In this scenario, that team A 3-2 win becomes a 3-2 loss.  Ok, the records are now team A 4-1 and team B 3-2.  But wait, that prior team A 3-2 win now gets reversed too and team A falls back to a 3-2 record.  One can then conjure up scenarios where team B wins the tie-breaker between the teams at 3-2.

So, as unlikely as this scenario may seem, the extra delays and checks to determine the champ, and this incentive to throw matches or other related shenanigans are possibly the argument some sections use to not adopt the "DQ and reverse" approach.

Tuesday, August 19, 2014

Premature celebration in USTA League playoffs - It can be the difference between going to Nationals or not

I was looking at results from some of the USTA League Sectionals played this past weekend and came across what appears to be an interesting situation.  I'll preface my comments by saying I'm getting all my information just from looking at scores on TennisLink and reading between the lines, but think I have it right.

In the Florida 18 & over 3.5 final, Duval and South Miami/Dade faced off and the score sheet shows South Miami/Dade won 3 courts and Duval 2.  Further, it appears that court 1 singles was tied at a set apiece when the South Miami/Dade player retired.  Now, perhaps there was an injury, but my guess is that the player saw or was told the team had won 3 courts so the team match was over and so retired to go celebrate rather than finish the match as it meant nothing at this point right?  The team was headed to Nationals!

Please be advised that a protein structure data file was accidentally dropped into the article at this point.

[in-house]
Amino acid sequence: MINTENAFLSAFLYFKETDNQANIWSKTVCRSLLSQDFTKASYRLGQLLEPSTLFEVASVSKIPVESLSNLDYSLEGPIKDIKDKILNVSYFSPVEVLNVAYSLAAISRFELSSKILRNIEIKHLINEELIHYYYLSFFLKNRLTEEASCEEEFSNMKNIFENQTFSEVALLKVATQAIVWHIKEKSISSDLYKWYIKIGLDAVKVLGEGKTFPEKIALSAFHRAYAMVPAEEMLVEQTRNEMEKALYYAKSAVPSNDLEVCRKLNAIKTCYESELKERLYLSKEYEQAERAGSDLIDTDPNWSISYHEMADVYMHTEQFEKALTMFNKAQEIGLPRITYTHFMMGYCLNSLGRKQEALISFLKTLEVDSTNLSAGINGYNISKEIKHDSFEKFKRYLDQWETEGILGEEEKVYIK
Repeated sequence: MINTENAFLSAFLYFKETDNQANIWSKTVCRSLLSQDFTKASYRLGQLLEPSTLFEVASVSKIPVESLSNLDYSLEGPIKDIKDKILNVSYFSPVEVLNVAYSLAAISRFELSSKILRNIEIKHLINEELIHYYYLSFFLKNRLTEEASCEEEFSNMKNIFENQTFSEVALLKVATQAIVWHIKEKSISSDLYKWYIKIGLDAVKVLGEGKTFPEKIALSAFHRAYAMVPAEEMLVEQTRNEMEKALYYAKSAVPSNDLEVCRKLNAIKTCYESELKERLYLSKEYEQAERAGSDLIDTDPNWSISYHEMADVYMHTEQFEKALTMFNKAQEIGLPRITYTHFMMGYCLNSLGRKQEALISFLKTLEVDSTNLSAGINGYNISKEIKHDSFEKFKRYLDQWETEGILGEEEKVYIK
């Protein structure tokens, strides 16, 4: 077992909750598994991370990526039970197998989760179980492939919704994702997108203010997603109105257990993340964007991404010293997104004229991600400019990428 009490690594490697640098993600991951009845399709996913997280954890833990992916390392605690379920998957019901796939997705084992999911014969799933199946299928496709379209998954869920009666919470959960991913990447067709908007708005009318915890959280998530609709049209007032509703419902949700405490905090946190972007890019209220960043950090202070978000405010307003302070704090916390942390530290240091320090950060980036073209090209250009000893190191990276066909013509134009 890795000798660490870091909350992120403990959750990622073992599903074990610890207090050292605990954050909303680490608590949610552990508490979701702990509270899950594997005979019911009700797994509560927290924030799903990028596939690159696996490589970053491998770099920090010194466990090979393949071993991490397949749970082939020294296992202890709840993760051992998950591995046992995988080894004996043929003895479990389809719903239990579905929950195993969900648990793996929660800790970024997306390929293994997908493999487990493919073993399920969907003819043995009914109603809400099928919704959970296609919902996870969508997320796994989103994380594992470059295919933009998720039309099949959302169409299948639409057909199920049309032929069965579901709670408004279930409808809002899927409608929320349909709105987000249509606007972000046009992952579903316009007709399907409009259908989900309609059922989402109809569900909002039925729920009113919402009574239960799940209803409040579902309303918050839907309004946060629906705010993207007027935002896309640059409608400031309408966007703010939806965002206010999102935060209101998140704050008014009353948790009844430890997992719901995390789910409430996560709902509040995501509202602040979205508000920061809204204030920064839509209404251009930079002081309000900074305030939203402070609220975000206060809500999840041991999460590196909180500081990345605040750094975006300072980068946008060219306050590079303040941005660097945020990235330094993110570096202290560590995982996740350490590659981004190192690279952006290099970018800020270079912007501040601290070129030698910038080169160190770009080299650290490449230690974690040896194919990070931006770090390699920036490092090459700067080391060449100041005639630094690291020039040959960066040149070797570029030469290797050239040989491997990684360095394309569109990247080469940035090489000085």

Well, not so fast apparently.  If you look at the draw for the final, it shows Duval beating South Miami/Dade 3 courts to 2.  What happened here?  Going back to the score sheet, you will notice that court 2 singles was a 6-1,6-2 win for South Miami/Dade, but that player is noted as being DQ'd.  Further, the asterisk indicates that not only was the player DQ'd so not eligible to play at this level going forward, but the match was reversed and awarded to the opposing team.  Thus, in the standings, and for what counts as far as who goes to Nationals, Duval won the match.

If all of this is accurate, I'm guessing the South Miami/Dade court 1 singles player is kicking himself for retiring, or even if he was injured, for not trying to find a way to eke out the match tie-break as that could have been the difference between going to Nationals or not, the not happening in this case due to the retirement.

So the lesson learned is, don't retire to celebrate a seeming 3-2 win in playoffs unless you are 100% certain the scores from all the courts will stand.  So to be safe, unless you are at Nationals where DQ's and match reversals don't happen, just don't retire from a match.